According to a new report from the CDC, the number of teenagers giving birth is at its lowest point in the last 15 years. In fact, between 1991 and 2014, there was a whopping 61 percent drop in births among U.S. women aged 15-19!
This decline occurred among women of all racial backgrounds, although it was even more pronounced for racial minorities than it was for White women.
In light of this trend, many people are wondering why—who or what should be credited with decreasing the teen pregnancy and birth rates so much?
Some might argue that this is evidence for the effectiveness of increased abstinence-only sex education.
Over the last two decades, funding for abstinence-only programs grew dramatically (as in we’ve spent billions on this), particularly during the Bush administration. Given that this coincided with a massive reduction in teen births, it’s easy to see how some folks might conclude that abstinence education is a resounding success.
There’s just one problem with this logic: it’s completely wrong.
In fact, when you look at actual studies comparing the outcomes of teens who received abstinence-only education to those who received comprehensive sex education (in which they learned something other than, "Don't have sex, because you will get pregnant...AND DIE!"), we see that the abstinence-only approach just doesn’t work.
Among the most damning evidence against abstinence-only sex education programs is research showing that in the states where the most abstinence programs exist, the teen pregnancy rate is the highest. If such programs really worked, that’s probably not the pattern we’d expect to see.
It turns out that kids are actually more likely to practice safe-sex when they’ve been thoroughly educated about it. The teen pregnancy rate has therefore dropped in spite of America's widespread usage of ineffective sex education.
The truth is that the declines we’re seeing probably have a lot more to do with changes in sexual behavior and access to effective contraceptives. Here’s why.
First, in order for teenage women to get pregnant, they need to be having sex—but it turns out that teens are actually having less sex today than they did in the past. This is not to say that abstinence is the new norm—far from it. Most teens are still sexually active. They’re just not quite as active as they used to be.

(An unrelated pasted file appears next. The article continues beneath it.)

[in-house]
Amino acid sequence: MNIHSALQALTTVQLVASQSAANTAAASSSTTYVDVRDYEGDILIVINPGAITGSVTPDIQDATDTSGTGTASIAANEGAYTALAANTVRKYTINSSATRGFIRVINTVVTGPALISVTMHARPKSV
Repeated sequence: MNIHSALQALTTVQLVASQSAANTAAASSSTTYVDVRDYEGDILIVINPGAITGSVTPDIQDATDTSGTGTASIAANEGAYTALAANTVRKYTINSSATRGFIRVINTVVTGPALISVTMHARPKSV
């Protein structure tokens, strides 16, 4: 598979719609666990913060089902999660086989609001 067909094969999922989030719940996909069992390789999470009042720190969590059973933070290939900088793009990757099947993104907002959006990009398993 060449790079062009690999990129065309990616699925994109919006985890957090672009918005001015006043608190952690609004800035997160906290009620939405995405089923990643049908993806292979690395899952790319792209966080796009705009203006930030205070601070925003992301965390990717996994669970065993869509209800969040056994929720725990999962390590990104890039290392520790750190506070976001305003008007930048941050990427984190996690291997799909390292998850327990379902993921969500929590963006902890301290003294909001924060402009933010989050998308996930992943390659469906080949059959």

That’s right—despite everything you’ve heard about the explosion of “hookup culture,” the reality is that millennials are the least sexually-active generation in decades. They’re not only having sex less often, but with fewer partners as well.
We can’t say why for sure. However, this is likely due, at least in part, to the internet, which has opened up new outlets for sexual expression. In other words, virtual sexual interactions are replacing some of teens’ physical interactions.
But no matter the reason, given that sex in general is on the decline among adolescents and young adults, it only makes sense that teen pregnancies would be decreasing as well.
Second, coupled with less sex is increased access to and usage of effective contraception. For example, usage of long-lasting, reversible contraceptives like IUDs and hormonal implants are on the rise. In fact, between 2002-2013 alone, there was an eight-fold increase in use of these contraceptive methods among women in the 15-24 year-old age group.
Both IUDs and implants are more than 99 percent effective, which stands in sharp contrast to the 82 percent typical-use effectiveness rate of condoms.
Another major change is easier access to emergency contraception (i.e., the morning-after pill), which is now available for purchase over the counter by women aged 15 and older. In the not-too-distant past, accessing emergency contraception was much more difficult because it required a prescription.
Perhaps not surprisingly, use of emergency contraception has risen significantly in the last few years.
In short, while it might be tempting to argue that the decline in teen pregnancy is a function of the rise of abstinence education, the evidence just isn’t there to support it. The reason fewer teen women are giving birth likely has a lot more to do with the fact that teens today aren’t having as much sex as they used to and that they have greater access to pregnancy prevention tools that are both more effective and less error-prone than condoms.
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